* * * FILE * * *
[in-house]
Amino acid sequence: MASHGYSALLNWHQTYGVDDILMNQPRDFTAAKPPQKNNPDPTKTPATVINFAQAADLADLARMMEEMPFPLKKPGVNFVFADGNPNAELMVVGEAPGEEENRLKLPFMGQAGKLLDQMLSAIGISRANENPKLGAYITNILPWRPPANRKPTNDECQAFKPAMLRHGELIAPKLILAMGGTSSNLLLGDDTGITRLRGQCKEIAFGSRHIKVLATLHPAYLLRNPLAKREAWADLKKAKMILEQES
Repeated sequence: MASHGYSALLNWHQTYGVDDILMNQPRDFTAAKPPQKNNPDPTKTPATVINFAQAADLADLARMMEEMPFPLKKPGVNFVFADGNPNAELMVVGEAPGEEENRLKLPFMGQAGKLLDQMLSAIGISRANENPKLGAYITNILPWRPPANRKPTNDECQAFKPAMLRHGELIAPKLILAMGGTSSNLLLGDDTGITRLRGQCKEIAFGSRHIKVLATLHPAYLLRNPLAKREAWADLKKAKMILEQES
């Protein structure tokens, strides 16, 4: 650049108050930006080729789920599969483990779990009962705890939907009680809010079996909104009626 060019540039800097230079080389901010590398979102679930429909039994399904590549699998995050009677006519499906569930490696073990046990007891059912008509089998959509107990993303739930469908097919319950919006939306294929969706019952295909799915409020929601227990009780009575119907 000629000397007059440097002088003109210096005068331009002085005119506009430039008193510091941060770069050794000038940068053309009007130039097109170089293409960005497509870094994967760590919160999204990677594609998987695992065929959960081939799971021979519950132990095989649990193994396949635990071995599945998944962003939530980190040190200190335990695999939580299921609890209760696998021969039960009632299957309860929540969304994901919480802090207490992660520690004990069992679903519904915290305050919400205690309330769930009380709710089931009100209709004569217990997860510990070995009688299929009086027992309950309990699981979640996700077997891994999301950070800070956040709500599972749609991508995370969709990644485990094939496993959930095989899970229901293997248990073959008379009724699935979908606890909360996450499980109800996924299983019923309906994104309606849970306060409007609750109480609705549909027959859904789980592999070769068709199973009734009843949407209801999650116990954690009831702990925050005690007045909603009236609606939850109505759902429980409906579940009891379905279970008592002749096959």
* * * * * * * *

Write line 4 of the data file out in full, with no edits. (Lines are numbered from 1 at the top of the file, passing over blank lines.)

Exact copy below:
């Protein structure tokens, strides 16, 4: 650049108050930006080729789920599969483990779990009962705890939907009680809010079996909104009626 060019540039800097230079080389901010590398979102679930429909039994399904590549699998995050009677006519499906569930490696073990046990007891059912008509089998959509107990993303739930469908097919319950919006939306294929969706019952295909799915409020929601227990009780009575119907 000629000397007059440097002088003109210096005068331009002085005119506009430039008193510091941060770069050794000038940068053309009007130039097109170089293409960005497509870094994967760590919160999204990677594609998987695992065929959960081939799971021979519950132990095989649990193994396949635990071995599945998944962003939530980190040190200190335990695999939580299921609890209760696998021969039960009632299957309860929540969304994901919480802090207490992660520690004990069992679903519904915290305050919400205690309330769930009380709710089931009100209709004569217990997860510990070995009688299929009086027992309950309990699981979640996700077997891994999301950070800070956040709500599972749609991508995370969709990644485990094939496993959930095989899970229901293997248990073959008379009724699935979908606890909360996450499980109800996924299983019923309906994104309606849970306060409007609750109480609705549909027959859904789980592999070769068709199973009734009843949407209801999650116990954690009831702990925050005690007045909603009236609606939850109505759902429980409906579940009891379905279970008592002749096959």